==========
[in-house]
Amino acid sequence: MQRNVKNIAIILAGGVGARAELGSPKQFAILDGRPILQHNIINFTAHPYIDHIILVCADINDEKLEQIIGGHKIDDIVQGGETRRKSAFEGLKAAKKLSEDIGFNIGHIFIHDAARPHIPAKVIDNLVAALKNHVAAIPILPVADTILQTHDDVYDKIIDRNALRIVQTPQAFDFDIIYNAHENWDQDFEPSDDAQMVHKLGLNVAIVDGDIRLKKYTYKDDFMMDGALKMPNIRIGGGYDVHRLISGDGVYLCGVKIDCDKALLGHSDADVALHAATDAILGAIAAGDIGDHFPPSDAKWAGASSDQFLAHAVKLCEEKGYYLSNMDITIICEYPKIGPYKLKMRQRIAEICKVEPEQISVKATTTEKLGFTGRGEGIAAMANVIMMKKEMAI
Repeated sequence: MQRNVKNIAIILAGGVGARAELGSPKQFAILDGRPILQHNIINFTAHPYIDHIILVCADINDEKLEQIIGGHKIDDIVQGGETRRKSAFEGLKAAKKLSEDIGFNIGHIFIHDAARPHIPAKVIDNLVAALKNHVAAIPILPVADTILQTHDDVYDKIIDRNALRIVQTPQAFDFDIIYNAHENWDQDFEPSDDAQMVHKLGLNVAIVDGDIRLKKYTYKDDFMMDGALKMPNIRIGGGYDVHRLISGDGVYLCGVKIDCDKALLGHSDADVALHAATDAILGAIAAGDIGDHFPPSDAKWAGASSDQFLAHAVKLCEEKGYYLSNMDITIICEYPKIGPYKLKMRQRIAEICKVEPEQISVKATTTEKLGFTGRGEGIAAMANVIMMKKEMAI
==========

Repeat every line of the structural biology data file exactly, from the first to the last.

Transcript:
[in-house]
Amino acid sequence: MQRNVKNIAIILAGGVGARAELGSPKQFAILDGRPILQHNIINFTAHPYIDHIILVCADINDEKLEQIIGGHKIDDIVQGGETRRKSAFEGLKAAKKLSEDIGFNIGHIFIHDAARPHIPAKVIDNLVAALKNHVAAIPILPVADTILQTHDDVYDKIIDRNALRIVQTPQAFDFDIIYNAHENWDQDFEPSDDAQMVHKLGLNVAIVDGDIRLKKYTYKDDFMMDGALKMPNIRIGGGYDVHRLISGDGVYLCGVKIDCDKALLGHSDADVALHAATDAILGAIAAGDIGDHFPPSDAKWAGASSDQFLAHAVKLCEEKGYYLSNMDITIICEYPKIGPYKLKMRQRIAEICKVEPEQISVKATTTEKLGFTGRGEGIAAMANVIMMKKEMAI
Repeated sequence: MQRNVKNIAIILAGGVGARAELGSPKQFAILDGRPILQHNIINFTAHPYIDHIILVCADINDEKLEQIIGGHKIDDIVQGGETRRKSAFEGLKAAKKLSEDIGFNIGHIFIHDAARPHIPAKVIDNLVAALKNHVAAIPILPVADTILQTHDDVYDKIIDRNALRIVQTPQAFDFDIIYNAHENWDQDFEPSDDAQMVHKLGLNVAIVDGDIRLKKYTYKDDFMMDGALKMPNIRIGGGYDVHRLISGDGVYLCGVKIDCDKALLGHSDADVALHAATDAILGAIAAGDIGDHFPPSDAKWAGASSDQFLAHAVKLCEEKGYYLSNMDITIICEYPKIGPYKLKMRQRIAEICKVEPEQISVKATTTEKLGFTGRGEGIAAMANVIMMKKEMAI